"Design and Analysis of an Aircraft Thermal Management System Linked to a Low Bypass Ratio Turbofan Engine"
The success of future military aircraft depends greatly on their ability to dissipate the extreme thermal loads that are associated with the advanced weaponry and electronic systems onboard these aircraft. A design was developed for an aircraft thermal management system (TMS) capable of meeting these heat dissipation demands and rejecting heat loads into the bypass stream of a typical low-bypass ratio turbofan engine, or a ram-air stream. This presentation will discuss the design of the TMS system and how it was linked to the engine, and a comparison will be shown between the cooling capabilities of the ram-air stream versus the engine bypass stream, along with the benefits and drawbacks of each cooling stream. The ability of a sized TMS to reject the demanded aircraft loads throughout several key off-design points will be shown, along with the impact of engine bleeds on engine thrust and fuel consumption. The presentation will also discuss next steps for this research, most notably the need to develop variable cycle engine models.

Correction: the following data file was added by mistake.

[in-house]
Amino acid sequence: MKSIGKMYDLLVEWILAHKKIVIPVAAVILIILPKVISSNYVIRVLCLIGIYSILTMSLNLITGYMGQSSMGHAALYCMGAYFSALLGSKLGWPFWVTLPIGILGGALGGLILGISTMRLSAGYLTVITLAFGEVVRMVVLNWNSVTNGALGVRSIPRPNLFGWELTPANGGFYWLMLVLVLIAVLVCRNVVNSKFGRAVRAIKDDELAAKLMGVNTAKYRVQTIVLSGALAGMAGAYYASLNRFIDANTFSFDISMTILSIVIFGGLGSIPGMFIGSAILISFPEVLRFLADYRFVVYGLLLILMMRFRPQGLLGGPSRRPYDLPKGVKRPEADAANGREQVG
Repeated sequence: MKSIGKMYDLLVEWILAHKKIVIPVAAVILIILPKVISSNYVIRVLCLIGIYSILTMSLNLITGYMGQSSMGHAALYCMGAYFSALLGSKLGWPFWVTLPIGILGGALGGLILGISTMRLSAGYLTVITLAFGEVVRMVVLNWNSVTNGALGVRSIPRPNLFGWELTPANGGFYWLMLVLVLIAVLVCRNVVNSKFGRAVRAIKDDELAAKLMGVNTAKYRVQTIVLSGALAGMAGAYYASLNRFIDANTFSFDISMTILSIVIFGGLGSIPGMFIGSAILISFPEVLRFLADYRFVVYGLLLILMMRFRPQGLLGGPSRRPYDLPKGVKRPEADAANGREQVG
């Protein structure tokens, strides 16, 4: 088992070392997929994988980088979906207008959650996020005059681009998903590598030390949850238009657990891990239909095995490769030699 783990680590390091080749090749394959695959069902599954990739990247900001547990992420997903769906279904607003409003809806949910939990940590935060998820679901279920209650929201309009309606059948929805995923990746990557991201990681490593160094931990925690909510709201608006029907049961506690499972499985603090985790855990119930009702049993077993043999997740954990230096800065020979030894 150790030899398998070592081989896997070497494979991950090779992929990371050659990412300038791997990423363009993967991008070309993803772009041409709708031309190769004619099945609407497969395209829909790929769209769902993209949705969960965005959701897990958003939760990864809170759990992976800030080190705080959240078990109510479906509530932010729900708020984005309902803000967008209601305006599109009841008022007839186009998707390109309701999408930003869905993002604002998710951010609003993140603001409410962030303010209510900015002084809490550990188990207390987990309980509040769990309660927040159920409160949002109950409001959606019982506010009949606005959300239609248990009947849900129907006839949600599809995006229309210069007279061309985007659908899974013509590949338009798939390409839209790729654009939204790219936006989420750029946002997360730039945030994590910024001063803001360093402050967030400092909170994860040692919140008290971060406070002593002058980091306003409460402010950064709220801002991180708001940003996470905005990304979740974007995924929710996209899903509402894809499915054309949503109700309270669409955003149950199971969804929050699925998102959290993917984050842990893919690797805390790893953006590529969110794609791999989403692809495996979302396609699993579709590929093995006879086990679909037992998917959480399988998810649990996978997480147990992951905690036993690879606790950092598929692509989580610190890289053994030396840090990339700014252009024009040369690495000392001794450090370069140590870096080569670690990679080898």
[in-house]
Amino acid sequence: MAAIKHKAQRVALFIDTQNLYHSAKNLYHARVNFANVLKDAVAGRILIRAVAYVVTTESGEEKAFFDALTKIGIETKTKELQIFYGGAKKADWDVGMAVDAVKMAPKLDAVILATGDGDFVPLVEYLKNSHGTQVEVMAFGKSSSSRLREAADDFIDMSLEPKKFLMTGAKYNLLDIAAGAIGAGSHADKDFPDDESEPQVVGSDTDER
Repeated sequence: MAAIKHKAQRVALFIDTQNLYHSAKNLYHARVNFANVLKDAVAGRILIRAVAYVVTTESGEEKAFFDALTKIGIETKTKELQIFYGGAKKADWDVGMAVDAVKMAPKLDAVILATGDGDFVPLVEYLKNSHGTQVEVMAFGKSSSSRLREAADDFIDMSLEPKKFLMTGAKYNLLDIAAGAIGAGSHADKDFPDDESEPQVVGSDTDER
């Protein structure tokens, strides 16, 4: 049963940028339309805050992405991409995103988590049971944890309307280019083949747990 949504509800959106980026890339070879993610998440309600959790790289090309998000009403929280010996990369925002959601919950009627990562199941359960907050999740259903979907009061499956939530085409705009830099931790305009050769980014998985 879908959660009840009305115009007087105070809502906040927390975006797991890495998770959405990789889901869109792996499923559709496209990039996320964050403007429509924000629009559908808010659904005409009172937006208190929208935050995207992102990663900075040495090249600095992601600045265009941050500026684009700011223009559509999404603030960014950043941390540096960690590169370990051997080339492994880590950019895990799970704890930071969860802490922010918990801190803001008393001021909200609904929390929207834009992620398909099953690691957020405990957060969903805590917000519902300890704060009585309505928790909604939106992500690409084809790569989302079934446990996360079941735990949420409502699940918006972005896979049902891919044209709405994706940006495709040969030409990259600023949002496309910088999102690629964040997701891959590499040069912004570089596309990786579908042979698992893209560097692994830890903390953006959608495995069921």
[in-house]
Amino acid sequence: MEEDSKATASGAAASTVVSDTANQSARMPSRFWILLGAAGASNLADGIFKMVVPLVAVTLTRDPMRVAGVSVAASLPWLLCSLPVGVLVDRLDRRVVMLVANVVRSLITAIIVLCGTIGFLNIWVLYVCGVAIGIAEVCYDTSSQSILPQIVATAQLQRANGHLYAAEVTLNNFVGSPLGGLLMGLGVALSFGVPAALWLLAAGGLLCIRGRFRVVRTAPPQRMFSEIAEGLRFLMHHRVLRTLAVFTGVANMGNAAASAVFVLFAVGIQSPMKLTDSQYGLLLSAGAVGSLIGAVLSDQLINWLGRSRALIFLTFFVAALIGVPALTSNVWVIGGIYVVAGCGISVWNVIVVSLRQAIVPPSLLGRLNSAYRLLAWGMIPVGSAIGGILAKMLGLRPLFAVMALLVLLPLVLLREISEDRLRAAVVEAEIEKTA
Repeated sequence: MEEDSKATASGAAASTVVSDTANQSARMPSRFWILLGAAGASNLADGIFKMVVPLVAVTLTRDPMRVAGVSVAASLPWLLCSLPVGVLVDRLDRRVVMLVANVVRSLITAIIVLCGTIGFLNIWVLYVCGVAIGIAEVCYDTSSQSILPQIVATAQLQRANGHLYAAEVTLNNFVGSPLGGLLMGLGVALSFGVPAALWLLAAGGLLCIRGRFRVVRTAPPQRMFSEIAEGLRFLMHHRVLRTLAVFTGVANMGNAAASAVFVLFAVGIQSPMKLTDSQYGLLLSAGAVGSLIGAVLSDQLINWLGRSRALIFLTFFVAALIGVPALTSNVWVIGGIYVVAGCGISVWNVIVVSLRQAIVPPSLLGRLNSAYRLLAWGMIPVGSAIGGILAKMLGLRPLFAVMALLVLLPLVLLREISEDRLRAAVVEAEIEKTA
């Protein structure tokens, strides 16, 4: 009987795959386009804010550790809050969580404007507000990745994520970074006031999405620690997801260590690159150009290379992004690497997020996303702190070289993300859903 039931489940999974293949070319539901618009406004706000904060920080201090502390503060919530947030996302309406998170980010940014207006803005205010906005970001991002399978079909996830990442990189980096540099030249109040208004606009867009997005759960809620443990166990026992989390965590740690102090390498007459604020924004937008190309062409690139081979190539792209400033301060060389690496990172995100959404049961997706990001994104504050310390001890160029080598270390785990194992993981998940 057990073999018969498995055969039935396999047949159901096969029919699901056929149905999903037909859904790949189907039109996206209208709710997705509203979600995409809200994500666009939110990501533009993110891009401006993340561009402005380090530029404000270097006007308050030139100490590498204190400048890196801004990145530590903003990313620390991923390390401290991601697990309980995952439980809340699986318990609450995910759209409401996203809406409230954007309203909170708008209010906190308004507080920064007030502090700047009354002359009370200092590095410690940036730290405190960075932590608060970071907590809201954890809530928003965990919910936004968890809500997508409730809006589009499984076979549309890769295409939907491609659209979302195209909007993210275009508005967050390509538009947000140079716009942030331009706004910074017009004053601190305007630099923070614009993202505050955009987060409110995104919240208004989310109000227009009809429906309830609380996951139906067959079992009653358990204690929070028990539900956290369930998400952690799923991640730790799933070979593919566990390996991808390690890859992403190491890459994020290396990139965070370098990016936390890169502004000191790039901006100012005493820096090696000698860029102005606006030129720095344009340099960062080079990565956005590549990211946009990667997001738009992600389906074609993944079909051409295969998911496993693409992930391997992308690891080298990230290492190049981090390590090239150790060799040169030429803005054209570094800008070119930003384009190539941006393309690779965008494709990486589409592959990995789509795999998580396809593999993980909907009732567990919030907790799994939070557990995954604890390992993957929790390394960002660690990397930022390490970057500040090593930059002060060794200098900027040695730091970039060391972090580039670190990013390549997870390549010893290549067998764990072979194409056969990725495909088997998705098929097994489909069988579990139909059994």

Even the simplest swirling jet flows possess an astonishing degree of complexity. This complexity is a two-edged sword, presenting both a unique opportunity to advance the science of fluid mechanics as well as a major barrier for a variety of engineering applications. Swirling jet technologies have proven crucial for enabling the increased efficiencies and drastically reduced emissions seen in modern combustion systems. However, the enhanced mixing and flame stability characteristics offered by swirling flow configurations are constrained by a relatively limited understanding of their dynamics, which continues to press the power and propulsion industry against the limits of reliable performance. In this work, the behavior of laminar swirling jets is considered from a dynamical systems perspective using bifurcation analysis. These results offer several new insights into the key physics of swirling jets, such as demonstrating bistability between competing low-pressure regions and characterizing the bifurcations and nonlinear dynamics of a variety of coherent limit-cycle structures from an initially steady state.